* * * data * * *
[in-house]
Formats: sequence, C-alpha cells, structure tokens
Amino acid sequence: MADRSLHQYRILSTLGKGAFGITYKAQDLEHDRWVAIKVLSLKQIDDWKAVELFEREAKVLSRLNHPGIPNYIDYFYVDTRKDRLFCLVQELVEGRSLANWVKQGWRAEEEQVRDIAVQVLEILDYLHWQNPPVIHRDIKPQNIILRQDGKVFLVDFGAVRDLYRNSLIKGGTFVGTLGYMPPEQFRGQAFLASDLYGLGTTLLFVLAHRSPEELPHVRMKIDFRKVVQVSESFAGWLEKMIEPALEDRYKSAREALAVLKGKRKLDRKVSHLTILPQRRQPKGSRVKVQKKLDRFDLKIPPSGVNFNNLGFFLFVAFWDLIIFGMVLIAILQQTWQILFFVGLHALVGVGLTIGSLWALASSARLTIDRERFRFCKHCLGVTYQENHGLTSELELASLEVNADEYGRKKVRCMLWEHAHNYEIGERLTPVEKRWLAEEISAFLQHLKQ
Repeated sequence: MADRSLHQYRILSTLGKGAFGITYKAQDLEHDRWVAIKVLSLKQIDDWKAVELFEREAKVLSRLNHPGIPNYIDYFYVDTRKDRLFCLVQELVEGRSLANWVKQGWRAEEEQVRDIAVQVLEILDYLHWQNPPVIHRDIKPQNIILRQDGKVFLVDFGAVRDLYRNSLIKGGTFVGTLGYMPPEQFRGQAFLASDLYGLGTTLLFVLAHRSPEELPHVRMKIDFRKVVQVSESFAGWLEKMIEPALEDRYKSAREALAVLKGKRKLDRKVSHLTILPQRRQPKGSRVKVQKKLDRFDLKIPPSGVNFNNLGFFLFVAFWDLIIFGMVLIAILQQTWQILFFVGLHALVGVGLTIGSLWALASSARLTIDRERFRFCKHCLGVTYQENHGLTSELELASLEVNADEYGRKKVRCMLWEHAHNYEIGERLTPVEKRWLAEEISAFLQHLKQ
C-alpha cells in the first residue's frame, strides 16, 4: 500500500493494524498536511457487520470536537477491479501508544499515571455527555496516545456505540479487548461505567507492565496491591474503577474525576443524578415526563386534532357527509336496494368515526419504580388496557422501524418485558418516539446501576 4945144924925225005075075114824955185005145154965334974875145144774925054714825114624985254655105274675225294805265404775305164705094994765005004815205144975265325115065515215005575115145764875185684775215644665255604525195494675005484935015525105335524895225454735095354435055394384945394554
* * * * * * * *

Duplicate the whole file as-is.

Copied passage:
[in-house]
Formats: sequence, C-alpha cells, structure tokens
Amino acid sequence: MADRSLHQYRILSTLGKGAFGITYKAQDLEHDRWVAIKVLSLKQIDDWKAVELFEREAKVLSRLNHPGIPNYIDYFYVDTRKDRLFCLVQELVEGRSLANWVKQGWRAEEEQVRDIAVQVLEILDYLHWQNPPVIHRDIKPQNIILRQDGKVFLVDFGAVRDLYRNSLIKGGTFVGTLGYMPPEQFRGQAFLASDLYGLGTTLLFVLAHRSPEELPHVRMKIDFRKVVQVSESFAGWLEKMIEPALEDRYKSAREALAVLKGKRKLDRKVSHLTILPQRRQPKGSRVKVQKKLDRFDLKIPPSGVNFNNLGFFLFVAFWDLIIFGMVLIAILQQTWQILFFVGLHALVGVGLTIGSLWALASSARLTIDRERFRFCKHCLGVTYQENHGLTSELELASLEVNADEYGRKKVRCMLWEHAHNYEIGERLTPVEKRWLAEEISAFLQHLKQ
Repeated sequence: MADRSLHQYRILSTLGKGAFGITYKAQDLEHDRWVAIKVLSLKQIDDWKAVELFEREAKVLSRLNHPGIPNYIDYFYVDTRKDRLFCLVQELVEGRSLANWVKQGWRAEEEQVRDIAVQVLEILDYLHWQNPPVIHRDIKPQNIILRQDGKVFLVDFGAVRDLYRNSLIKGGTFVGTLGYMPPEQFRGQAFLASDLYGLGTTLLFVLAHRSPEELPHVRMKIDFRKVVQVSESFAGWLEKMIEPALEDRYKSAREALAVLKGKRKLDRKVSHLTILPQRRQPKGSRVKVQKKLDRFDLKIPPSGVNFNNLGFFLFVAFWDLIIFGMVLIAILQQTWQILFFVGLHALVGVGLTIGSLWALASSARLTIDRERFRFCKHCLGVTYQENHGLTSELELASLEVNADEYGRKKVRCMLWEHAHNYEIGERLTPVEKRWLAEEISAFLQHLKQ
C-alpha cells in the first residue's frame, strides 16, 4: 500500500493494524498536511457487520470536537477491479501508544499515571455527555496516545456505540479487548461505567507492565496491591474503577474525576443524578415526563386534532357527509336496494368515526419504580388496557422501524418485558418516539446501576 4945144924925225005075075114824955185005145154965334974875145144774925054714825114624985254655105274675225294805265404775305164705094994765005004815205144975265325115065515215005575115145764875185684775215644665255604525195494675005484935015525105335524895225454735095354435055394384945394554